The fate of a bill granting relief to civilian victims in Japan who suffered from air raids carried out by the U.S. military during the Pacific War is uncertain.
Air raid victims have heretofore received no compensation whatsoever, and a cross-party parliamentary league drew up a bill in autumn last year.
However, as adjustments within the ruling Liberal Democratic Party (LDP) have not seen progress, the bill has not been submitted to the extraordinary Diet session, which ended last December, nor the current Diet session.
With the House of Representatives election to be held this year, if the bill does not get passed by then, the future of the legislation will become unclear.
Seventy-five years have passed since the end of World War II, and victims have been growing older. The LDP must immediately act to provide relief to these individuals.
The draft proposes for a 500,000-yen (roughly $4,565) payment to be granted to all individuals with physical and mental disabilities, as well as injuries sustained due to air raids and other attacks during the war. The bill also requires the Japanese government to carry out a study on the nature of damage caused by such attacks.
In March, LDP Secretary-General Toshihiro Nikai had indicated a supportive stance and the desire to "carry it out as soon as possible," after Takeo Kawamura, former chief Cabinet secretary and head of the parliamentary league, asked for his cooperation.
In spite of this, procedures to push forward the bill have not seen progress within the LDP owing to an understanding reached by the national government and ruling parties in 2005. It was agreed that with the execution of a project to send consolation gifts to people who were imprisoned in Siberia after World War II, among other efforts, the handling of postwar issues would be concluded.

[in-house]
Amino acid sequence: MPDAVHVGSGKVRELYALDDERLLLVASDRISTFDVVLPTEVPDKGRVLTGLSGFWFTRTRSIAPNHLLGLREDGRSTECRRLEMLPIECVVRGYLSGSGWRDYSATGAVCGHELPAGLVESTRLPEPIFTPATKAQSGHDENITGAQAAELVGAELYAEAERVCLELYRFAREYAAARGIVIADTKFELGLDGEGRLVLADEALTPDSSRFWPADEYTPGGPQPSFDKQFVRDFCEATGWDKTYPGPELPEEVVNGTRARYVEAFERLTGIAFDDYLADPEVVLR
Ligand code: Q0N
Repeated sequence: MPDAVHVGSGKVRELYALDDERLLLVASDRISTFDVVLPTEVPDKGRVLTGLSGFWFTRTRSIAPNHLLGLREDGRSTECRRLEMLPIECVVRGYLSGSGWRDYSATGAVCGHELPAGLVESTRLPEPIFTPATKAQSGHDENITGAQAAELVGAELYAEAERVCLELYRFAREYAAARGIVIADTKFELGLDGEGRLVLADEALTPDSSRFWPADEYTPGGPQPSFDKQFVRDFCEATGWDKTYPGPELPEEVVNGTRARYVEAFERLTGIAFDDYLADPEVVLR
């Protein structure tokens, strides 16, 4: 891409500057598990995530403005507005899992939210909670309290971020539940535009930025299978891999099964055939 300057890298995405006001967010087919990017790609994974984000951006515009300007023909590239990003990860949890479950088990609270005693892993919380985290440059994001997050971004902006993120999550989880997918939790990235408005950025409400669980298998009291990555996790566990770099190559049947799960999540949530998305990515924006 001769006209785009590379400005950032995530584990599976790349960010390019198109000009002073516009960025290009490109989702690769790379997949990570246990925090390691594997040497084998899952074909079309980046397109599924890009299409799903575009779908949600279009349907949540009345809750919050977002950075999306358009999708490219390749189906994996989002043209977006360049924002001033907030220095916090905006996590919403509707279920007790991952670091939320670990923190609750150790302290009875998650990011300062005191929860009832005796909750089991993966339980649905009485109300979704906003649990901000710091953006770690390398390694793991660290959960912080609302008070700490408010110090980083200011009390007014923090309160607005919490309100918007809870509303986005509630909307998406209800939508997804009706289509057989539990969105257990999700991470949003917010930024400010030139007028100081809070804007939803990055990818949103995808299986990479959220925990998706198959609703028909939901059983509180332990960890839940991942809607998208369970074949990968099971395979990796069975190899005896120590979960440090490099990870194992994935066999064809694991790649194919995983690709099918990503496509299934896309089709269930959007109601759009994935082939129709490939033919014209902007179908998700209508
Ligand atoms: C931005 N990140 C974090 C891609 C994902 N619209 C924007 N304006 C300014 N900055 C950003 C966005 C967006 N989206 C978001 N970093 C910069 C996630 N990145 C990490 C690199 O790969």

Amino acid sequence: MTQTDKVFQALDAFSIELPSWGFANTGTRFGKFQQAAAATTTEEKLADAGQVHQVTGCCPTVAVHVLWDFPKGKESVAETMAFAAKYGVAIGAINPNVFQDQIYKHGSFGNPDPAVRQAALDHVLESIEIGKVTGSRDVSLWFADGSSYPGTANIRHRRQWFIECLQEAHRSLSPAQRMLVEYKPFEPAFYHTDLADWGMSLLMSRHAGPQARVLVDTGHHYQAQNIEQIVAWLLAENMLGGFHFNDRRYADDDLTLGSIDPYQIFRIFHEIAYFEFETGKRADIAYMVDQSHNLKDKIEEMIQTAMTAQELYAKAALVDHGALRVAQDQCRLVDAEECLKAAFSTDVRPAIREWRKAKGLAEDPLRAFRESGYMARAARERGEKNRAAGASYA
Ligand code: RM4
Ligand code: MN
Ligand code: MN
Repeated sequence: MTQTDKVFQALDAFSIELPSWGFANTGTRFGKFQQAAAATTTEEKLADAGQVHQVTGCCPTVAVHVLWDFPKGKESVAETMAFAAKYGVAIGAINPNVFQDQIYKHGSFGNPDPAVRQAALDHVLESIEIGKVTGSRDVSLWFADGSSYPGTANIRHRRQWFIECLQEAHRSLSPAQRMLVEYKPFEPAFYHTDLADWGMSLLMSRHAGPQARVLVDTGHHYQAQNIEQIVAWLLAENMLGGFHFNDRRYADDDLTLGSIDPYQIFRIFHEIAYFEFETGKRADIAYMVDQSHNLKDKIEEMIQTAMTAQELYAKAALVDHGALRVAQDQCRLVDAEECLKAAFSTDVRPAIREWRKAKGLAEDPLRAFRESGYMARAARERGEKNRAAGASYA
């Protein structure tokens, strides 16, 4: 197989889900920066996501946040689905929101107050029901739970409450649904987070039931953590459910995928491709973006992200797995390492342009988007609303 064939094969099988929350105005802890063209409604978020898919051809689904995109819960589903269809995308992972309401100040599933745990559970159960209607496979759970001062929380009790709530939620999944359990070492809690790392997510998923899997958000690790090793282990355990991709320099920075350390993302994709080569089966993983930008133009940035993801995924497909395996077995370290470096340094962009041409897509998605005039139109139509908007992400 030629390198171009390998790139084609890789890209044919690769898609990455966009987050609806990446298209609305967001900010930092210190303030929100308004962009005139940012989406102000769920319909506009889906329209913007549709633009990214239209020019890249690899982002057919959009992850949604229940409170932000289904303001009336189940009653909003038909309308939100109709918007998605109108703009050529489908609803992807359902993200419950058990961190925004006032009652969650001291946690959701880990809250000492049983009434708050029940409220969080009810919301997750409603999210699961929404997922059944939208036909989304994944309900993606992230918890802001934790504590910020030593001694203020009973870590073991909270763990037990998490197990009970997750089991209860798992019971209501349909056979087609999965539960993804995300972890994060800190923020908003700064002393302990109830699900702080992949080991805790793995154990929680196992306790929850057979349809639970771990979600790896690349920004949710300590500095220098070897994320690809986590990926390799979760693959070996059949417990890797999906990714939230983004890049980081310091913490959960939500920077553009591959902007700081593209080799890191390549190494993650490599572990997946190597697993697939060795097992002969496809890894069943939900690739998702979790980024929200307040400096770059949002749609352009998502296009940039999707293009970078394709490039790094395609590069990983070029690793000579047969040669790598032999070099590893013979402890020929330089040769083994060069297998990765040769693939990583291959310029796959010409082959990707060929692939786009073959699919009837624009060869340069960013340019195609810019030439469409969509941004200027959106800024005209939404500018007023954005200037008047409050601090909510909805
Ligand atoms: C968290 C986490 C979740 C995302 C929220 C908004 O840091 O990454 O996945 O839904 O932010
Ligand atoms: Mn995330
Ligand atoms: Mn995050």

Policy Research Council Chairperson Hakubun Shimomura raised this point and has maintained a cautious stance on the matter.
While annuity has been paid to former soldiers and other military personnel, as well as bereaved families, civilian victims of air raids had been abandoned on the grounds that they were not employed by the government.
There is the concern within the national government and ruling parties that if air raid victims are added to the list of those eligible for relief measures, the scope of postwar compensation may be expanded without end.
However, local residents at the time were in effect banned from leaving their residences and shouldered the obligation of extinguishing fires in the event of an air raid, due to the air defense law and other regulations. The national government has a responsibility for paying damages.
Cities across Japan were subject to air raids during World War II, and in the March 1945 Tokyo air raid, about 100,000 individuals died.
Even if the law is enacted, it is estimated that only about 4,600 people will be able to receive the benefits. Bereaved families and war orphans are not covered by relief measures. Nonetheless, the desire to offer relief to victims, even in the slightest, is contained in the bill.
Investigations into air raid damage has been left to private organizations and local governments, and its actual nature has yet to be uncovered. Probes by the Japanese government are indispensable. The LDP should take the feelings of victims seriously.